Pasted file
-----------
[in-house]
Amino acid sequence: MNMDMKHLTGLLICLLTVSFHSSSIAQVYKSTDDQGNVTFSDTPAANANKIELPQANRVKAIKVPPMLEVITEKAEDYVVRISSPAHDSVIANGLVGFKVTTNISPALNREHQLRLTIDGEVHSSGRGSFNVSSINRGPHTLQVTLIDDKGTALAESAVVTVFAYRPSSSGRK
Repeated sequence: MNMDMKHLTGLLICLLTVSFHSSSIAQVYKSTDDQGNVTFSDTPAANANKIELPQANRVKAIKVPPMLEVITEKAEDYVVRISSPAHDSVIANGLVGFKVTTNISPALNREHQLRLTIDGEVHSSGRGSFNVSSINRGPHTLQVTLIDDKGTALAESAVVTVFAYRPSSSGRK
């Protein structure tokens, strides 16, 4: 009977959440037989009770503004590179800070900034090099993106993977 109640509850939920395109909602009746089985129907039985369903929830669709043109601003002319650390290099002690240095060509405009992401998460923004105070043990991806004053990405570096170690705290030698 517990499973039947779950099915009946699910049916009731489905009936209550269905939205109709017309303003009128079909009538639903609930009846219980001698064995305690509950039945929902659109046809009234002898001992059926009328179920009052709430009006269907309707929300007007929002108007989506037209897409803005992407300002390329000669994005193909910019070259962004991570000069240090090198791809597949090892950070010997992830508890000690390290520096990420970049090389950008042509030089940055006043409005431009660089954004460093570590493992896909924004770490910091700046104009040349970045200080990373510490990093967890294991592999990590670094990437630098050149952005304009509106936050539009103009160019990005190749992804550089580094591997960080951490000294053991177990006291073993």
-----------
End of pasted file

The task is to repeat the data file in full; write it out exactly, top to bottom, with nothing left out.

[in-house]
Amino acid sequence: MNMDMKHLTGLLICLLTVSFHSSSIAQVYKSTDDQGNVTFSDTPAANANKIELPQANRVKAIKVPPMLEVITEKAEDYVVRISSPAHDSVIANGLVGFKVTTNISPALNREHQLRLTIDGEVHSSGRGSFNVSSINRGPHTLQVTLIDDKGTALAESAVVTVFAYRPSSSGRK
Repeated sequence: MNMDMKHLTGLLICLLTVSFHSSSIAQVYKSTDDQGNVTFSDTPAANANKIELPQANRVKAIKVPPMLEVITEKAEDYVVRISSPAHDSVIANGLVGFKVTTNISPALNREHQLRLTIDGEVHSSGRGSFNVSSINRGPHTLQVTLIDDKGTALAESAVVTVFAYRPSSSGRK
């Protein structure tokens, strides 16, 4: 009977959440037989009770503004590179800070900034090099993106993977 109640509850939920395109909602009746089985129907039985369903929830669709043109601003002319650390290099002690240095060509405009992401998460923004105070043990991806004053990405570096170690705290030698 517990499973039947779950099915009946699910049916009731489905009936209550269905939205109709017309303003009128079909009538639903609930009846219980001698064995305690509950039945929902659109046809009234002898001992059926009328179920009052709430009006269907309707929300007007929002108007989506037209897409803005992407300002390329000669994005193909910019070259962004991570000069240090090198791809597949090892950070010997992830508890000690390290520096990420970049090389950008042509030089940055006043409005431009660089954004460093570590493992896909924004770490910091700046104009040349970045200080990373510490990093967890294991592999990590670094990437630098050149952005304009509106936050539009103009160019990005190749992804550089580094591997960080951490000294053991177990006291073993």